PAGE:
Bad Habits

My father had a heart attack when he was thirty-six. I don’t remember this; I was born a month later.

He didn’t die, but my life was changed as a result. Until I went away to college, I had never eaten pork, only tasted butter in restaurants, and didn’t know that ice cream was supposed to have cream in it.

My father was a formula for sudden death: he was a heavy smoker, overweight, with a stressful job.

My own habits are exemplary. My blood is not. The same sludge that stopped my father’s heart is traveling through my vessels.

When oatmeal became the magic food, I’d already been keeping the Quaker guy in business for years. My MBT’s have been resoled five times. I’ve never smoked. My blood pressure is low. I wear a size six and can outrun some of my students. And I take statins.

My numbers are still high.

How is this fair? The guy with his gut hanging over his belt, the one who eats french fries every day and can’t walk down the hall without sweating — his cholesterol is lower than mine. I love french fries. The last time I had them was four months ago. It’s not fair.

Being born a woman is an advantage — but heart disease is the leading cause of death in women. And for us, very often the first sign of trouble is a heart attack. In the last two years, three women I know have had heart attacks. One of them died. She was my age.

Bad habits?

I admit that sugar is my favorite food group. But my blood sugar is low, so that shouldn’t matter, right? I don’t get along with artificial sweeteners — they’re basically laxatives, anyway. With all that oatmeal, I don’t need it.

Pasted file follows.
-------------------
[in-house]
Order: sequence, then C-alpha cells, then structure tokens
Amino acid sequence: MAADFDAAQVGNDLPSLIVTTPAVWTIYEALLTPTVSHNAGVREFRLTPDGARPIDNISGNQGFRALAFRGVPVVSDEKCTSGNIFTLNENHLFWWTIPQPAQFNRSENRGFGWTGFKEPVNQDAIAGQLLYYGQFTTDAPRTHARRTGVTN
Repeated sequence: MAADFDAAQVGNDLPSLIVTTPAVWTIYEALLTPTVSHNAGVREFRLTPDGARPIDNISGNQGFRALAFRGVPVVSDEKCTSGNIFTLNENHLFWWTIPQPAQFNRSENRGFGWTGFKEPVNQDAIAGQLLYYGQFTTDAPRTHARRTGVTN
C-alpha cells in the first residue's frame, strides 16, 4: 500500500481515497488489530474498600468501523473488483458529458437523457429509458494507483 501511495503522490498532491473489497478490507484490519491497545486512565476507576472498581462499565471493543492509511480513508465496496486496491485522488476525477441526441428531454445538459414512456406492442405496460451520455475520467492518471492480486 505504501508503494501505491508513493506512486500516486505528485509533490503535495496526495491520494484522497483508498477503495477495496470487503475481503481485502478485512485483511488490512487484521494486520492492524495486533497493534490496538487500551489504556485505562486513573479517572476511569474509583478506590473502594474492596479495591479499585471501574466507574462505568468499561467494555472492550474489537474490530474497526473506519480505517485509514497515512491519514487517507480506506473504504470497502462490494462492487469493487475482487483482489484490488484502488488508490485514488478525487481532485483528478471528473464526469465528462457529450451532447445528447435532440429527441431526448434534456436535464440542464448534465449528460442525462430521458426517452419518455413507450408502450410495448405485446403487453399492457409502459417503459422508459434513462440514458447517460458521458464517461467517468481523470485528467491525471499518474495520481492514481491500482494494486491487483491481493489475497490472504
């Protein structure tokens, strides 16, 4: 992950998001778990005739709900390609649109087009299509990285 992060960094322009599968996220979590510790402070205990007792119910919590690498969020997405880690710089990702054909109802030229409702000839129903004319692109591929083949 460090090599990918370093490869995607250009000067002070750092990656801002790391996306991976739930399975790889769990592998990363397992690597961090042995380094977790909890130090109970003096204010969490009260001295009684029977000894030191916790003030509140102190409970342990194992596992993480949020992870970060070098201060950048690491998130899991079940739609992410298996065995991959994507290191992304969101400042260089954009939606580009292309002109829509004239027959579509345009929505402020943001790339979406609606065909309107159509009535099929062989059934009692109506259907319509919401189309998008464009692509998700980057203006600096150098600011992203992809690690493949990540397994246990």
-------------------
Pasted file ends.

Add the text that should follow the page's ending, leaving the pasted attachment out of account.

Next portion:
I don’t eat 5 fruits and vegetables a day. But I don’t see a lot of other people doing this either. Who makes up these rules, anyway? I think it must be the same ‘they’ that decided eight glasses of water a day are necessary, probably the bottled-water industry.

My most serious vice is alcohol. I drink… more than I should. I think about giving it up — but I’ve given up everything else. Can’t I keep one vice?

Recently I read an article that made me feel better. It turns out that a drink a day actually protects against heart disease. And alcohol is good for cleaning stuff. They swab my arm with it before they draw blood. I think there’s alcohol in Listerine, too. That prevents plaque from building up on my teeth, so it should work on the plaque in my arteries, too. In my imagination, alcohol is scrubbing the sludge from my vessels.

Even chocolate is supposed to be good for us now. Along with the aspirin I’m supposed to carry at all times, I pack a Lindt bar. I’ll chew my aspirin, eat the chocolate while I wait for the ambulance.

I go though my daily routine carrying the illusion that my body is what my mind tells it to be, and don’t know what to do when I get bad news. The mirror says, “Nice job, body. Keep up the good work!” Beneath the surface, my liver is silently manufacturing enough cholesterol for several people.

Pain is the body’s way of getting the brain’s attention. Clearly, a heart attack hurts. Couldn’t my heart warn my brain a little sooner?

I can do everything right and still have a heart attack. Or a stroke, or cancer. I could get hit by a bus, for that matter. I’m pretty sure joggers get hit by buses more often that couch potatoes do.

There are studies, statistics, anecdotes to inform every choice I make. Eventually the internet will accumulate enough evidence to affirm any decision I make. I will find a reason to keep my bad habits.

For the time being, though, I’ll try to keep a few good habits going. And now, it’s oatmeal time.


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